I have a five-year-old son, and a two-and-a-half-month-old baby girl. My son has been the centre of attention for five years and we have tried to prepare him for having a baby in the house. He was excited to have a sibling. I had to stay in the hospital with her for over a week after the birth. Not having mom around was hard on him but we managed. We knew that there would be an adjustment and he had some attitude problems and not listening. It didn’t last long, and we figured that it would be the end of it. The last two weeks, it has been hell in our household. The attitude has gotten worse, he doesn’t listen at all. We tell him that he would loose his toys or the Wii if he didn’t smarten up, then he would say the same thing back to us, as if he can take our stuff away from us. The other day, I received a call from the school about him having spent the money for his milk on the juice vending machines at school. I was furious when I got this call, not only did he lie to the teacher, but he stole from me. I made it clear to him what he did was wrong. We ask him why, all of the sudden, the last two weeks have been hard. He said that we can’t help him. He said that he wanted a brother not a sister. He is acting out and we cannot discipline him, I keep thinking to myself what am I not doing? Why can’t I get him to see what he is doing is wrong. I feel like I failed at this point as a parent. But I am not going to give up, but doing the same thing over and over again for his discipline is not working at all. We have been trying a lot of one on one with him, he is happy. But then the next day the attitude and not listening is back again. What can we do to get him to smarten up? I don’t want this to continue as it is hard on the family, but I think as well, he will be one of those troubled kids as he gets older and we don’t want that. Please help.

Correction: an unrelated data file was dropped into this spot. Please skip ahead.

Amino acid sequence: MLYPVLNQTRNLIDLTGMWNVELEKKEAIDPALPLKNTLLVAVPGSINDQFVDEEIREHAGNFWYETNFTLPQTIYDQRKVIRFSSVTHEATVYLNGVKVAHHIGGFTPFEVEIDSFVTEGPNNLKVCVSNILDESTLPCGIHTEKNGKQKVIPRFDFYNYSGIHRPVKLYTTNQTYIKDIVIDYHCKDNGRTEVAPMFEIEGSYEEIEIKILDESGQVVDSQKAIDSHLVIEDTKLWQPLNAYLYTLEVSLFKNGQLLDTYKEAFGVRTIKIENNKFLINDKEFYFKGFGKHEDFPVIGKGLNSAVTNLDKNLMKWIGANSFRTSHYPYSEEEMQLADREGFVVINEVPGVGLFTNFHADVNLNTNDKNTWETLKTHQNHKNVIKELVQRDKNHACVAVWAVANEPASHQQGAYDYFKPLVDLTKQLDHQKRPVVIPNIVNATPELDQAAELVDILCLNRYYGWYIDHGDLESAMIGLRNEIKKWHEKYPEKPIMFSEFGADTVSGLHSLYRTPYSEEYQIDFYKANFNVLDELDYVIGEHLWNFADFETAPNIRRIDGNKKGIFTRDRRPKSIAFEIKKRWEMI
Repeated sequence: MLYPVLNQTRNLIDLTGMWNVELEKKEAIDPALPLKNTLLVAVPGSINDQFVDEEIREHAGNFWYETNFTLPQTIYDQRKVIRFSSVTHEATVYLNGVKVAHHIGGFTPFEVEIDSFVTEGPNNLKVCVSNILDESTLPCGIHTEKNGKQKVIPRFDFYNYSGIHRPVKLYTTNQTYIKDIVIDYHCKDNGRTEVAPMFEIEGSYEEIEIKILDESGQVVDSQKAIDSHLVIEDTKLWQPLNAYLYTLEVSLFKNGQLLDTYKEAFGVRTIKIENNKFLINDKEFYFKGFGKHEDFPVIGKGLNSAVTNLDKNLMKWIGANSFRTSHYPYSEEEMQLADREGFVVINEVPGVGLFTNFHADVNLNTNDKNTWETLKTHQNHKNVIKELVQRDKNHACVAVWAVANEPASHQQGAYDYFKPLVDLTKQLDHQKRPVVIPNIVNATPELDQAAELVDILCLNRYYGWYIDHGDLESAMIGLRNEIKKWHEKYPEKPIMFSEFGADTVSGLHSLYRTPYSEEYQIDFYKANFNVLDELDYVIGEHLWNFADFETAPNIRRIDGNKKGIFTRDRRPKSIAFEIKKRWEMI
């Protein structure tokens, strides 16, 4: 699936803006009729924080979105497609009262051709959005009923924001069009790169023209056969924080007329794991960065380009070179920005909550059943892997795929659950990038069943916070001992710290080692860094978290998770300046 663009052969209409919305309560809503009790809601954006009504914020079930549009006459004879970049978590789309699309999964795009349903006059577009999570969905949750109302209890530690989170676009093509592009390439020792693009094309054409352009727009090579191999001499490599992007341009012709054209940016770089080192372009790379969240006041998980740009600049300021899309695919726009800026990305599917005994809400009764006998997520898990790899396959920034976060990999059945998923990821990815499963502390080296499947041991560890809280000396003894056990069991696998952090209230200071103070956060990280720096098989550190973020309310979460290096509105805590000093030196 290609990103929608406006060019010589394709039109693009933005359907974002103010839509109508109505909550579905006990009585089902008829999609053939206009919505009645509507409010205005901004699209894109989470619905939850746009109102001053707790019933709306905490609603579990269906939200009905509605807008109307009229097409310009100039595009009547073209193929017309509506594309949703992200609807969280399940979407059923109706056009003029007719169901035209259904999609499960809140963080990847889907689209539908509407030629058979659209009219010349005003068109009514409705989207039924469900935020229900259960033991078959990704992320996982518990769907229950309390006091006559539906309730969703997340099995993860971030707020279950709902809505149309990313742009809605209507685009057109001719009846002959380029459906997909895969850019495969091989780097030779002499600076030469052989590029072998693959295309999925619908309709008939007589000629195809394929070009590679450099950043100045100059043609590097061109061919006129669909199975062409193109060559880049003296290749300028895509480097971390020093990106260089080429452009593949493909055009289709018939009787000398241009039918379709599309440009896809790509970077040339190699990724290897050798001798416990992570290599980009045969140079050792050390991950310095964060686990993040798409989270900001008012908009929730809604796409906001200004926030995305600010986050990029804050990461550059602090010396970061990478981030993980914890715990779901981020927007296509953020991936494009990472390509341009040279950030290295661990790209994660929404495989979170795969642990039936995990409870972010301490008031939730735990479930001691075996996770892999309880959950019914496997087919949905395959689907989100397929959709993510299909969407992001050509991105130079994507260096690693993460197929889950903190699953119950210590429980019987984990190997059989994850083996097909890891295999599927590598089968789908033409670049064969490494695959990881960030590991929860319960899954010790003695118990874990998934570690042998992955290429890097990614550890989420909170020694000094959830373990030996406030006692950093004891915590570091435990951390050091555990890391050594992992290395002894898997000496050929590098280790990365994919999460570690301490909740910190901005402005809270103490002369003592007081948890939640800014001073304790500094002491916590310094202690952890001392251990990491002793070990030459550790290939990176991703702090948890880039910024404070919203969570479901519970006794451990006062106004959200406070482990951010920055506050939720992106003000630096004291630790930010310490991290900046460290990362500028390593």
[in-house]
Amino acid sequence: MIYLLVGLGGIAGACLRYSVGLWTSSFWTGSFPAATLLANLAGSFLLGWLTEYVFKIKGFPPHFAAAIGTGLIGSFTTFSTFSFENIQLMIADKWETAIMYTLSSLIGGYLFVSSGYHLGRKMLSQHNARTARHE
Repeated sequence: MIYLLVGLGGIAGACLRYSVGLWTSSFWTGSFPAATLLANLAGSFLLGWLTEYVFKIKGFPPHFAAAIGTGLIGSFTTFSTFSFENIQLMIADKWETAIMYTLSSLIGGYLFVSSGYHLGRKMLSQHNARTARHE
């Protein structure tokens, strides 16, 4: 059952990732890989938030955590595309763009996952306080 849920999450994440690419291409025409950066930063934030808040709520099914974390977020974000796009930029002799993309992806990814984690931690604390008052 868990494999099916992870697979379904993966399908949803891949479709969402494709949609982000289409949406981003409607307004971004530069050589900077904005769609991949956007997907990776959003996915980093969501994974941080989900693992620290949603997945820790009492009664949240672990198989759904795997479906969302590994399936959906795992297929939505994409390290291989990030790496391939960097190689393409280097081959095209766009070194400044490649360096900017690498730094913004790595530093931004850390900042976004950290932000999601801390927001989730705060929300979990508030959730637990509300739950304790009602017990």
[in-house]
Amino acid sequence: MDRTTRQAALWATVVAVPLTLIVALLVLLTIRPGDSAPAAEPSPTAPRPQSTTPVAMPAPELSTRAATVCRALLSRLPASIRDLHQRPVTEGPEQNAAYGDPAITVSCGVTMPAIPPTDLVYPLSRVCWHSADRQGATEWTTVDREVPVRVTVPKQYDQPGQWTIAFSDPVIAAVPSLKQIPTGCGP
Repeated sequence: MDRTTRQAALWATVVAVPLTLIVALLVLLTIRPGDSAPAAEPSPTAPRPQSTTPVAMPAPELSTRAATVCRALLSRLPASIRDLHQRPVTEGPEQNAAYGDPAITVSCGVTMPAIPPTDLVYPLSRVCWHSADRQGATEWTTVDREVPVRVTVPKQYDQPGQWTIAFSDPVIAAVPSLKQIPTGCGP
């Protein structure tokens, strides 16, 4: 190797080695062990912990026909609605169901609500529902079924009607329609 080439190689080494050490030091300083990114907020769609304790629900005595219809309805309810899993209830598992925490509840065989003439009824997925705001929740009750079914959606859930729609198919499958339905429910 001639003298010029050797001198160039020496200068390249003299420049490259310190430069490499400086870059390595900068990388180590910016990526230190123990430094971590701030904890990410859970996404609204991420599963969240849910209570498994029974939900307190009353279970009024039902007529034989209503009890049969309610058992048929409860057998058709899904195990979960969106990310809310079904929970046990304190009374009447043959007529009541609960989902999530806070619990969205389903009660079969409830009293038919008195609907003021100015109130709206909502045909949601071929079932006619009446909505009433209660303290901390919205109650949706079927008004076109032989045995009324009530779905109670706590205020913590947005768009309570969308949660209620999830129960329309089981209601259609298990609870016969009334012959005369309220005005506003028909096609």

Your son needs to feel he is an important, valued part of the family. There are two critical issues. First, it is important for you to have clear expectations of what is the right thing to do. It sounds that you have done this quite well. I would suggest you continue to be firm and tough on his misbehavior. Be calm but firm. Don’t get angry. Don’t tell him that he is bad. Just have clear firm expectations and consequences for his misbehavior. But this is not enough. You need to make him feel needed, useful and wanted. You have to rebuild your relationship with him. There are three things you can do:
- Spend special time with him. During this special time do things that he likes to do with you. During that time, he should be number one, the centre of attention. Do this two or three times a week for 30 to 60 minutes. It could be playing lego with him, going to the local library.
- Notice him when he is good. Pay attention to good behaviour. So if he is pleasant to you, tell him how much you enjoy him when he is like that. If he has a positive interaction with his sister, tell him what a good big brother he is.
- Make a fuss about him every once in a while. Surprise him. Maybe cook his favourite meal. Have a special treat for him. Tell him you are so pleased he is your son.
The positive aspect of this approach is critically important. Unless you build your relationship, he will continue to feel left out.